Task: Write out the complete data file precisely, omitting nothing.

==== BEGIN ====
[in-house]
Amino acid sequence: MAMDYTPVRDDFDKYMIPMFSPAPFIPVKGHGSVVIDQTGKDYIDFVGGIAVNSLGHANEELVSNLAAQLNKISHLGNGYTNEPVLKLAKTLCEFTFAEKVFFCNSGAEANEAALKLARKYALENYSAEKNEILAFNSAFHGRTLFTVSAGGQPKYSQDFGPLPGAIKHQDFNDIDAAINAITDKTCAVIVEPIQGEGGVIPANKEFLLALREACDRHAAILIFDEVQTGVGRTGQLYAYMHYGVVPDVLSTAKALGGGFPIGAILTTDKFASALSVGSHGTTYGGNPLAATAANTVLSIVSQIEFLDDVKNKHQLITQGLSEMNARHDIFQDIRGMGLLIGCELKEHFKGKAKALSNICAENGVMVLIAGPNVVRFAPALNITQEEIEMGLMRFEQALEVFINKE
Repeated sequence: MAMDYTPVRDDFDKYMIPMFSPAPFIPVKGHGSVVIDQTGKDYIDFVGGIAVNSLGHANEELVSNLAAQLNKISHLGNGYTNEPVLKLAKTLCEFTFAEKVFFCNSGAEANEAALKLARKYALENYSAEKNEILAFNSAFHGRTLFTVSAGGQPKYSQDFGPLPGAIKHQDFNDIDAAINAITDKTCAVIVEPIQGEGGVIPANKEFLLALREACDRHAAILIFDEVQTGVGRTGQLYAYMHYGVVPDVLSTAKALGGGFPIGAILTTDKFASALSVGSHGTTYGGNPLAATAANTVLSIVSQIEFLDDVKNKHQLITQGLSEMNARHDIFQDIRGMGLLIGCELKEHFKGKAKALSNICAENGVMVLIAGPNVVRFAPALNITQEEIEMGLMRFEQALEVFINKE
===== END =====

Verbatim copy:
[in-house]
Amino acid sequence: MAMDYTPVRDDFDKYMIPMFSPAPFIPVKGHGSVVIDQTGKDYIDFVGGIAVNSLGHANEELVSNLAAQLNKISHLGNGYTNEPVLKLAKTLCEFTFAEKVFFCNSGAEANEAALKLARKYALENYSAEKNEILAFNSAFHGRTLFTVSAGGQPKYSQDFGPLPGAIKHQDFNDIDAAINAITDKTCAVIVEPIQGEGGVIPANKEFLLALREACDRHAAILIFDEVQTGVGRTGQLYAYMHYGVVPDVLSTAKALGGGFPIGAILTTDKFASALSVGSHGTTYGGNPLAATAANTVLSIVSQIEFLDDVKNKHQLITQGLSEMNARHDIFQDIRGMGLLIGCELKEHFKGKAKALSNICAENGVMVLIAGPNVVRFAPALNITQEEIEMGLMRFEQALEVFINKE
Repeated sequence: MAMDYTPVRDDFDKYMIPMFSPAPFIPVKGHGSVVIDQTGKDYIDFVGGIAVNSLGHANEELVSNLAAQLNKISHLGNGYTNEPVLKLAKTLCEFTFAEKVFFCNSGAEANEAALKLARKYALENYSAEKNEILAFNSAFHGRTLFTVSAGGQPKYSQDFGPLPGAIKHQDFNDIDAAINAITDKTCAVIVEPIQGEGGVIPANKEFLLALREACDRHAAILIFDEVQTGVGRTGQLYAYMHYGVVPDVLSTAKALGGGFPIGAILTTDKFASALSVGSHGTTYGGNPLAATAANTVLSIVSQIEFLDDVKNKHQLITQGLSEMNARHDIFQDIRGMGLLIGCELKEHFKGKAKALSNICAENGVMVLIAGPNVVRFAPALNITQEEIEMGLMRFEQALEVFINKE